The roots of the Frapin family, renowned producers of cognac, can be traced to the year 1270. Unsurprisingly, the house of Frapin decided to pay tribute to this history with a perfume.
On my skin, 1270 opens with a blast of booze-saturated pineapple. Perhaps there is some significant reason why the Frapin family history is highlighted with boozy pineapple
(royal pineapple?), but this reviewer wouldn’t know the reason. Nonetheless, the pineapple is syrupy and unambiguous, with a distinct boozy vibe further enhancing its sweetness. On some review websites, there seems to be some confusion over whether or not the pineapple note actually exists. Well, it was more than obvious to me, even though this pineapple seems to have been soaked in a rather large vat of alcohol.
Truly, if you enjoy sweet fragrances, the opening and mid of 1270 are wonderful. As the fragrance begins to dries down, the pineapple and other fruity top notes fade into memory as the honeyed resins are drawn to the surface. At this point, 1270 smells like
I spilled expensive cognac on myself while wearing Aventus a classy member of the ancient nobility, sauntering through the family distillery, the smell of wood barrels, alcohol, and indistinctly sweet fruits mingling in the humid air.
With all of its sweet and edible notes, one might be tempted to classify 1270 as a gourmand. While I can understand this perspective, I would disagree. Rather than being edible, 1270 smells positively drinkable, and intoxicates the senses in a manner that might remind the wearer of nosing a glass of aged scotch or cognac. Throughout the dry down, the sweet vanillic elements mingle with the resins, honey and spices. It manages to remain both abstract and thick, spiced while being eminently smooth. For some, this is where 1270 might lose points for uniqueness, since this sort of spiced and slightly fruity vanilla dry down has certainly been done before.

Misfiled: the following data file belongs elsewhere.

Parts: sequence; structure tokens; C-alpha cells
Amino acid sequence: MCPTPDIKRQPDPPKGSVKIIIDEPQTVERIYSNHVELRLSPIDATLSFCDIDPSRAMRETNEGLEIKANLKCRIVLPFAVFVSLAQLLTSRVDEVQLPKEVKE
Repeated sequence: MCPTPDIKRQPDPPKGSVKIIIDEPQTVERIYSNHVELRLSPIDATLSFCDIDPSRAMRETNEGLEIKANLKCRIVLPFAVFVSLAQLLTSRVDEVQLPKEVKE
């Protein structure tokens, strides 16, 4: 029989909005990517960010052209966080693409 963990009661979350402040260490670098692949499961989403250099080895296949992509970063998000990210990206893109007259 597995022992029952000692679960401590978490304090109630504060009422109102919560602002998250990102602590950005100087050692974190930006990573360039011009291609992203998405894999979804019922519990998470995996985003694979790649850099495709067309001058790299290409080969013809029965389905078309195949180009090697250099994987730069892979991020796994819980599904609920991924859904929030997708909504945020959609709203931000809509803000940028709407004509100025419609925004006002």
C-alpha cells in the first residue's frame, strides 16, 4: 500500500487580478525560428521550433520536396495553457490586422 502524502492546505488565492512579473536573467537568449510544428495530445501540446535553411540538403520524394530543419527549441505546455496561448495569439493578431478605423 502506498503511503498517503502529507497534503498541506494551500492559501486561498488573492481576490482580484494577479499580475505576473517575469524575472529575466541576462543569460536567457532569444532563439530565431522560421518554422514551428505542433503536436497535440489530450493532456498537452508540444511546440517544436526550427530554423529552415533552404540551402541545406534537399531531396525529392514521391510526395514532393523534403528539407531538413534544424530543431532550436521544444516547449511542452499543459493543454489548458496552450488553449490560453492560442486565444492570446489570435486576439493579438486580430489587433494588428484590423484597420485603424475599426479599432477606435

Performance is decent, but fairly unremarkable for a boozy fragrance. 1270 seems to have stronger projection than sillage. It projects moderately for a couple of hours, then draws closer to the skin. Sillage is polite at every stage of its development, and overall lasting power was around 7 hours on my skin.
I can imagine a refined and eminently classy gentleman (or lady) wearing this fragrance. It is inarguably unisex, but would require poise to fit well with the wearer’s personality. Without such poise, I can imagine such a sweet, boozy fragrance presenting the unwanted image of gluttony and recklessness. 1270 smells formal, but not formal in a business sense. Instead, the smell brings to mind images of old-fashioned gentleman’s clubs and shady deals made in hazy wood-paneled rooms. It can be worn casually, because the formality of the scent is in the bearing of the wearer. 1270 in a single word? Enigmatic.
Would I buy it?: Yes. This is a top-shelf, interesting composition from the house of Frapin. Not only is 1270 a fitting tribute to Frapin’s impressive family history, but it is also a mysterious fragrance that successfully unites the creativity of perfumery with the artistry of fine spirits. Frapin’s 1270 may not blow your mind, but it’s a fine work, and certainly a good value for the money.